Three Pearls For Pet Health

By Teresa Garden, DVM

After thirty years of practicing veterinary medicine I realize there are a few problems that affect most of our pets. Preventing or treating them will vastly improve a pet’s quality of life and longevity as well. Lack of good grooming, periodontal disease and obesity are the three evils afflicting most pets.

Overlong toenails can significantly decrease quality of life for dogs and cats by making every step they take a painful one. Humans are plantigrade-we walk on our feet. Dogs and cats are digitigrade-they walk on their toes. Imagine how painful that could be with overlong nails or nails that have become ingrown into the footpad. Often, pet owners may not recognize this problem-especially in long haired breeds. So it is important to part the hair and inspect your pets feet and nails and pads on a regular basis. Check the bottoms of their feet to make sure there are no lesions or injuries or impacted cat litter. Visual inspection is key to discovering long toenails. We can also “hear” the problem in dogs. If your dog walks across tile or hardwood flooring and you hear the nails go “click click click” then they are too long!

It’s best to train pets when they are young to accept nail trimming. Practice holding your puppy or kitty’s paws daily. Paws are defensive weapons. Pets will not naturally allow you or your veterinarian to hold their toes or feet. They must be trained slowly, gently, and patiently. Buy nail trimmers appropriate for your pet’s size. If your pet will not allow nail trimming at home, a groomer or your veterinarian’s office can provide this service. Nails should be trimmed every 8 weeks. Seniors and geriatrics need nails trimmed more often since their nails grow faster and get thicker as they age.

Older pets with long hair may need extra grooming care. Cats may no longer groom themselves and may develop painful severe hair mats. Long haired pets should be brushed and combed daily to prevent hair mats. Pay close attention to the anal area. Keep this area clean and devoid of fecal mats. Make sure hair around eyes is kept short and free of discharge and mats. Some of our older pets become too irritable to groom at home. Seek professional care from your groomer or veterinarian to help these “special needs” cases. Older dogs may benefit from “puppy cuts” and cats from a “lion cut” shave down.

Periodontal disease is the most common disease in dogs and cats. Eighty percent of pets greater than 5 years old have the disease in some form. Periodontal disease includes gingivitis and periodontitis (loss of alveolar bone and the periodontal ligament). Gingivitis is reversible. Periodontitis is progressive and irreversible if the disease process is not controlled. Small and toy breeds are at increased risk to develop dental disease due to genetics. Senior pets are also at risk. Poor nutrition when young (such as strays or orphans) will increase the risk to this disease. Periodontal disease can lead to pathology in the kidneys, liver, and heart. Pets can sometimes be in pain from cracked or broken teeth that may not be apparent to the pet parent or the veterinarian. Pets in pain may be more irritable and exhibit a decrease in appetite and activity.

What can you do? Have your veterinarian perform a good oral exam yearly for younger pets and every 6 months for older pets. Dental cleanings under anesthesia should be performed if dental disease is found. Then brushing the teeth daily will help slow down disease going forward. Anti–plaque gels or rinses can be used along with brushing. Feeding high quality foods will help to keep your pet’s mouth healthy. Chew toys can also help slow down progression of plaque and calculus. It’s very important that pet owners look in the mouth to see if teeth are clean or dirty. Pay particular attention to those back molars since that is the first place calculus starts. Train your puppies and kitties when young to allow oral exams and tooth brushing! They will reap the benefits when they are older!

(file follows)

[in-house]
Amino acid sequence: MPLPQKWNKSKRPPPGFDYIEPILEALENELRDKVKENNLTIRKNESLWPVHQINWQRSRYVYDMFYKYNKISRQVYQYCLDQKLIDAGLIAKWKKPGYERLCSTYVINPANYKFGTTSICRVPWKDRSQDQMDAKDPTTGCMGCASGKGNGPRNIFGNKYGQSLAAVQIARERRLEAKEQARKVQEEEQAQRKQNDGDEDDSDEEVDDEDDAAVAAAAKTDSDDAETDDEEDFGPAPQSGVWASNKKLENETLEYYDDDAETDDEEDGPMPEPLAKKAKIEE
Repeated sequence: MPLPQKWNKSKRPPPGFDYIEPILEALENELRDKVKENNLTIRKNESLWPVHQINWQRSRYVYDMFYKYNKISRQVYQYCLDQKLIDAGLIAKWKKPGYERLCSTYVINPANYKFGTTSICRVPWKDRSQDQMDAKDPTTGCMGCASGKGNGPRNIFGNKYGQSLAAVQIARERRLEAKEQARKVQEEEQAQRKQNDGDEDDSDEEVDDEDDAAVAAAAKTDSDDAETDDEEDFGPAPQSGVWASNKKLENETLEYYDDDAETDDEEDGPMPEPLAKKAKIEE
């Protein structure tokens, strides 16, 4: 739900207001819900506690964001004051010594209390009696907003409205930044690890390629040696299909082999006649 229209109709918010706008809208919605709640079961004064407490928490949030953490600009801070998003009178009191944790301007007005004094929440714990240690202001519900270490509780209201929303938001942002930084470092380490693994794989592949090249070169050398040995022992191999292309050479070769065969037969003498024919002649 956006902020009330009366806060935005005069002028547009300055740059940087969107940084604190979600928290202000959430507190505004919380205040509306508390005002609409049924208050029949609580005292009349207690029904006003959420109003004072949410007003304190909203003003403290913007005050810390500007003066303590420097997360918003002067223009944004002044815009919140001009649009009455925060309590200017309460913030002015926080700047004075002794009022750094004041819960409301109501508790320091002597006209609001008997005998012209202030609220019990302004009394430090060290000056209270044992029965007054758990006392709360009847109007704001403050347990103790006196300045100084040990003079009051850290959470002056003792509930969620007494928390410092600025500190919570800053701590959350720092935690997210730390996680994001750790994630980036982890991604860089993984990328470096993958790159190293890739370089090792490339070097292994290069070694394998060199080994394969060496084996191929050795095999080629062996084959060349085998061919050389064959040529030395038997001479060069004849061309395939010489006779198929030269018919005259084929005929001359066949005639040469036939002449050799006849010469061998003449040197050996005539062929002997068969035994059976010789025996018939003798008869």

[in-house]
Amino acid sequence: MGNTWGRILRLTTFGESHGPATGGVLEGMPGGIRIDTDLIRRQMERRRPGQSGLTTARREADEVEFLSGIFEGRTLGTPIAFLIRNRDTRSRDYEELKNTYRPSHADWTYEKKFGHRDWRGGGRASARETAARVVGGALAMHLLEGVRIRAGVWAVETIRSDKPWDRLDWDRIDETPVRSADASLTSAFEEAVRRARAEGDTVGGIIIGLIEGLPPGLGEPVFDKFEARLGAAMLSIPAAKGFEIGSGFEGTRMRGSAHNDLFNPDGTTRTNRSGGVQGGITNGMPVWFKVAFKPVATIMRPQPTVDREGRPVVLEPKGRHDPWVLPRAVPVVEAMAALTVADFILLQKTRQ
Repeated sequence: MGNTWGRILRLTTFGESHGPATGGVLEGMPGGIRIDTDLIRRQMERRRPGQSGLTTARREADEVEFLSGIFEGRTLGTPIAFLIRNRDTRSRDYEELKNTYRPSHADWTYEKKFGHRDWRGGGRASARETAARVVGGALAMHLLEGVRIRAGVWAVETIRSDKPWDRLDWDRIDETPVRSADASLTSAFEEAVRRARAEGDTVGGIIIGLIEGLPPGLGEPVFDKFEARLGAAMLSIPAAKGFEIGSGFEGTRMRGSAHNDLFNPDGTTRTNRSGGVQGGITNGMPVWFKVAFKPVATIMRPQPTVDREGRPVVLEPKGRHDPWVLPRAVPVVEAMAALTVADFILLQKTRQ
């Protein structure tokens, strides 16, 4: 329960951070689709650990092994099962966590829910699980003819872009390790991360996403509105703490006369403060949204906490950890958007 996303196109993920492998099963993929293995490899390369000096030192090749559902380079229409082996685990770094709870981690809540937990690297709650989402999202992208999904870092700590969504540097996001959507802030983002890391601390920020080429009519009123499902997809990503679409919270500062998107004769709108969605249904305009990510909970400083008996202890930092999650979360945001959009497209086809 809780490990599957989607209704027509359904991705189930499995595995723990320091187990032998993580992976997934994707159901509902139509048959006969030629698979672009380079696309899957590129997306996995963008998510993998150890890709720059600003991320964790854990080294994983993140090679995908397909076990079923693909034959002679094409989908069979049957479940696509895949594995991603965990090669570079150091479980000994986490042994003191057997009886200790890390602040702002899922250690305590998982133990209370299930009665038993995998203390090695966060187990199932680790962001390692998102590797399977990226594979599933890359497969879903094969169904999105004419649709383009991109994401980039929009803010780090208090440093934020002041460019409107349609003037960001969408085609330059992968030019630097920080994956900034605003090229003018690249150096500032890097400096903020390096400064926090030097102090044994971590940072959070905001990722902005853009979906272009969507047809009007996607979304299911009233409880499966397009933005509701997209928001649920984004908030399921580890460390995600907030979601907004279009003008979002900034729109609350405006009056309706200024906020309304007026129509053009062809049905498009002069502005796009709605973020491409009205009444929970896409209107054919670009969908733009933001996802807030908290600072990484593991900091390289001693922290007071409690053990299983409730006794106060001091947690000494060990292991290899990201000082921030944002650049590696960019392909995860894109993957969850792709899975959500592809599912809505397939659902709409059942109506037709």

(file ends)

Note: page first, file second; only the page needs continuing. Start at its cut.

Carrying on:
Obesity is defined as being at least 15% over ideal body weight. It is a form of malnutrition that significantly impairs health. Obesity impairs the life of 50% of our dogs and 60% of cats! These pets will have shorter lives and often are afflicted with other health problems associated with obesity. Dogs are at increased risk for musculoskeletal diseases, cardiovascular disease, cancer, pancreatitis, Cushings disease, hypothyroidism, hypertension, tracheal collapse, and heat intolerance. Cats are at increased risk for cystitis, diabetes, hepatic lipidosis, cancer, hyperlipidemia, and constipation. Why do we have an epidemic of obesity? Too much food and treats and not enough exercise put most of our pets at risk. Genetics can play a role. Spaying and neutering will decrease metabolic demands for calories so rations need to be decreased by 20 to 30% for these pets in order to maintain a healthy weight. Often, pet owners do not recognize obesity in their pet. Please ask your veterinarian if your pet is overweight or obese. It is our duty to tell you the truth in spite of any hurt feelings it may cause. Diagnosing the disease is easy. Treating it is hard. Work with your veterinarian to formulate a weight loss diet and an exercise regimen to treat the disease. Allow 12 to 18 months to reach your pet’s target weight. The goal is to lose 2 to 8 % body weight per month. Take photos before and after to monitor your pet’s progress. Helping your pet maintain a healthy weight throughout life is the kindest, and by far, the most important contribution you can make for a long and happy life together.

Dr. Teresa Garden is chief veterinarian /owner of Animal Health & Healing, a full-service holistic and conventional veterinary practice in the Maplewood /Richmond Heights area. 314-781-1738.